The Power of Outrospection

What do Mr Spock, Che Guevara and Gandhi have in common? They all appear in my new RSA Animate, The Power of Outrospection, about how empathy can create radical social change.

If you want to know more about my ideas on empathy, a good place to start is my book Empathy: Why It Matters, and How to Get It.

12 thoughts on “The Power of Outrospection

  1. I loved this! Especially the last couple of minutes where you talk about an empathy museum. Wouldn’t that be wonderful? I feel people are losing empathy as families become more nuclear and communication between even family members is increasingly through the digital world. I started my company, Treetle, precisely to nudge people to *actually do* what they love along with people who love to do the same things. The hope is you meet friends you didn’t even know you had!

  2. Hi Roman,

    Thank you for this. I agree with you that stepping out of our comfortable knowledge spaces, especially as as time and spatial scales expand through technology and globalisation, is required for a more understanding, accepting and ultimately collaborative world.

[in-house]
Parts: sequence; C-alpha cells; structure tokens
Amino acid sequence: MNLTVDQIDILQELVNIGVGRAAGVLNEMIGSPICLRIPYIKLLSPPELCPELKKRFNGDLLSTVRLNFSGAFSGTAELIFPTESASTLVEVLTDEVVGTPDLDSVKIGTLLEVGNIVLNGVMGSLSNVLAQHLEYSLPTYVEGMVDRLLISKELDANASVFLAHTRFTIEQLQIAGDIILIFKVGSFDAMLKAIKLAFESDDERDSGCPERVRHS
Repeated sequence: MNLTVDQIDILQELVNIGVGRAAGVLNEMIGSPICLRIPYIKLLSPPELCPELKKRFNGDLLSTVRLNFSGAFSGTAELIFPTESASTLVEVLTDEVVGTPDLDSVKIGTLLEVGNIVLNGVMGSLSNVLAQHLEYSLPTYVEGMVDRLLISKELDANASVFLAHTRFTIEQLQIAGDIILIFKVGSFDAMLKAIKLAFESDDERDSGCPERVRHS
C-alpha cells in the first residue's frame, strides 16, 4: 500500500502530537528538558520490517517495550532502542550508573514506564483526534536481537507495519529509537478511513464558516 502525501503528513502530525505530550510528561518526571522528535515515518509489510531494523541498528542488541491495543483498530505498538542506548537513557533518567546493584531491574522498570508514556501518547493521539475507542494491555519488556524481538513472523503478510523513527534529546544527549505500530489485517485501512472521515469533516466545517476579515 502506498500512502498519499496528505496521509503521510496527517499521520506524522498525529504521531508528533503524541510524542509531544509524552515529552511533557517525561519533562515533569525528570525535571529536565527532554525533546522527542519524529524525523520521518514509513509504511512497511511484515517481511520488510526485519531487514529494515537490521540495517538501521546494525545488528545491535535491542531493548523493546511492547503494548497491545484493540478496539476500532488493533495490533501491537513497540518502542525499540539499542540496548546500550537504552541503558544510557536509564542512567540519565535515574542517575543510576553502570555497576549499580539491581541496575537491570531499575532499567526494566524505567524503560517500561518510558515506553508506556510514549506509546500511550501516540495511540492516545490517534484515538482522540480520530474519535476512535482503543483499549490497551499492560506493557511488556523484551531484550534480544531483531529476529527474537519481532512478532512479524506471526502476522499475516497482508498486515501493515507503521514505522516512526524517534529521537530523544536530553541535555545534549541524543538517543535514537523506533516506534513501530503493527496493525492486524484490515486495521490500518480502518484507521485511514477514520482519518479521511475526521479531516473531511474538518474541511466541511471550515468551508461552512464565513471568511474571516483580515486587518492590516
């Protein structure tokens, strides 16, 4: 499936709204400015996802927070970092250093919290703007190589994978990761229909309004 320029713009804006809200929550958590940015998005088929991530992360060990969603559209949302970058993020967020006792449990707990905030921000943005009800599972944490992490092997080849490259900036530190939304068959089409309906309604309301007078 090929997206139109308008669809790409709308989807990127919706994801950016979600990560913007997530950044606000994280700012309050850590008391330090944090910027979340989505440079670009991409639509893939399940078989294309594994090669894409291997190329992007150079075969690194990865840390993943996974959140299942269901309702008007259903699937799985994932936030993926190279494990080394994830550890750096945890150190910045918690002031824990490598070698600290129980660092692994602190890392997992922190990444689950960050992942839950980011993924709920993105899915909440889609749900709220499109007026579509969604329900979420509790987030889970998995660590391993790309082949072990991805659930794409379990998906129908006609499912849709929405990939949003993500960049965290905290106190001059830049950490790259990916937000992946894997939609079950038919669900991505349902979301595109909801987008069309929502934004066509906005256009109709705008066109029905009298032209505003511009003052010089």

I just wanted to point out that this practice of embedding oneself in “someone else’s life” is precisely what cultural anthropologist do through ethnographic fieldwork. You might find a large amount of fascinating literature that you didn’t know looking that way!

  3. Thanks for your comment Sarah. I agree that cultural anthropologists offer plenty of fascinating insights into empathy. In fact, I’ve done a fair amount of ethnographic fieldwork myself, in Guatemala. There’s an interesting new book out called The Anthropology of Empathy, edited by Hollan and Throop, focusing on the Pacific. I think anthropologists are only just getting back into empathy as an explicit topic of research after a long period of being distrustful of the concept, in part due to some rather disparaging comments from Clifford Geertz!
    Best wishes, Roman

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